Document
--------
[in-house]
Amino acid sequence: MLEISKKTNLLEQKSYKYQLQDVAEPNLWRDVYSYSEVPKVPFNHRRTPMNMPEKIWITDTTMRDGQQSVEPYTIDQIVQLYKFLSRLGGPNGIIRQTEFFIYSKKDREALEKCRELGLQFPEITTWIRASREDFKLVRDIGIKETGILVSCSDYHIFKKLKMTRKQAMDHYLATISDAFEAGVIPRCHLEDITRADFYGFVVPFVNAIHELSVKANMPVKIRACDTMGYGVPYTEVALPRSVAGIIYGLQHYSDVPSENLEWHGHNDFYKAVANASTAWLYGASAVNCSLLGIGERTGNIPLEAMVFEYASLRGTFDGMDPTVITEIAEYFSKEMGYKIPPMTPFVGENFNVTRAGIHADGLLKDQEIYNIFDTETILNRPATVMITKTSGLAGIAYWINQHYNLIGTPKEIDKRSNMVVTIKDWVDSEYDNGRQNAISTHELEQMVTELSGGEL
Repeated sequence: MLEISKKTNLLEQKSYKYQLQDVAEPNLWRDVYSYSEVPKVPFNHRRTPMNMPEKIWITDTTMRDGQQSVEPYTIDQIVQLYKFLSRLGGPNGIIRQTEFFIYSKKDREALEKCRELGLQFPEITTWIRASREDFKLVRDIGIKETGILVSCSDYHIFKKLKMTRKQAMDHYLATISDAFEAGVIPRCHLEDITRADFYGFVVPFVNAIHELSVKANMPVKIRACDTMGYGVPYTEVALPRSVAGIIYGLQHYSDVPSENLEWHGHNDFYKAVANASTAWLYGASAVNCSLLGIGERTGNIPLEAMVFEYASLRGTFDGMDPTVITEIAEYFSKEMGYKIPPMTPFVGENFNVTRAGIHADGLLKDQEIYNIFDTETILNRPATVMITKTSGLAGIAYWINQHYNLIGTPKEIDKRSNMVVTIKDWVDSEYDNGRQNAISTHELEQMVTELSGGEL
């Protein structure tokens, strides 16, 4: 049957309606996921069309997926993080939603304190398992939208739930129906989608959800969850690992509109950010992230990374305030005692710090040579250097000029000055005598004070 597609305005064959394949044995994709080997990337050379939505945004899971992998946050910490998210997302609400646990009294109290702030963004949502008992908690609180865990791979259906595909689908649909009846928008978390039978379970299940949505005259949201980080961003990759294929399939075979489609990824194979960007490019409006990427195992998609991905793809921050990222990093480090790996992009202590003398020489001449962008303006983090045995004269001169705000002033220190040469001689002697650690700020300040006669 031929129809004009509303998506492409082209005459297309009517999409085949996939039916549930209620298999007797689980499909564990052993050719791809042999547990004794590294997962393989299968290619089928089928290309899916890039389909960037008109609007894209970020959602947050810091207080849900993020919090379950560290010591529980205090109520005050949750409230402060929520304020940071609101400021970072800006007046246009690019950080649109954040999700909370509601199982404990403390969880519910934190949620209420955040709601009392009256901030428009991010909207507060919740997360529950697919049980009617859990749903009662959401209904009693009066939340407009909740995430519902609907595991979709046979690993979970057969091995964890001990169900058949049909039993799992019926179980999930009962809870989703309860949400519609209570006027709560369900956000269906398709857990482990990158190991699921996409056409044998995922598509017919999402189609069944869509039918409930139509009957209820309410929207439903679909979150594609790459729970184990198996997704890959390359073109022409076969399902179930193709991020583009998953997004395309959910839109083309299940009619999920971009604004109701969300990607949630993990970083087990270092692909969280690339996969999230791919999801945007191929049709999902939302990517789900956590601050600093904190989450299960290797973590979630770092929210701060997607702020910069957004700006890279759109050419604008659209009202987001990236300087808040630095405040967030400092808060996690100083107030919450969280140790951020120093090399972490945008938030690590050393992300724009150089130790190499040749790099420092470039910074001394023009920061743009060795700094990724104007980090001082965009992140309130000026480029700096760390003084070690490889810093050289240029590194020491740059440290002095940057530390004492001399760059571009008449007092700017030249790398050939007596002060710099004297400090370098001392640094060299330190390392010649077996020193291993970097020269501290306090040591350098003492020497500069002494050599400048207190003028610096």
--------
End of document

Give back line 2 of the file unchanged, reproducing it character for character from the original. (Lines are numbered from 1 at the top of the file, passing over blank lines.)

Amino acid sequence: MLEISKKTNLLEQKSYKYQLQDVAEPNLWRDVYSYSEVPKVPFNHRRTPMNMPEKIWITDTTMRDGQQSVEPYTIDQIVQLYKFLSRLGGPNGIIRQTEFFIYSKKDREALEKCRELGLQFPEITTWIRASREDFKLVRDIGIKETGILVSCSDYHIFKKLKMTRKQAMDHYLATISDAFEAGVIPRCHLEDITRADFYGFVVPFVNAIHELSVKANMPVKIRACDTMGYGVPYTEVALPRSVAGIIYGLQHYSDVPSENLEWHGHNDFYKAVANASTAWLYGASAVNCSLLGIGERTGNIPLEAMVFEYASLRGTFDGMDPTVITEIAEYFSKEMGYKIPPMTPFVGENFNVTRAGIHADGLLKDQEIYNIFDTETILNRPATVMITKTSGLAGIAYWINQHYNLIGTPKEIDKRSNMVVTIKDWVDSEYDNGRQNAISTHELEQMVTELSGGEL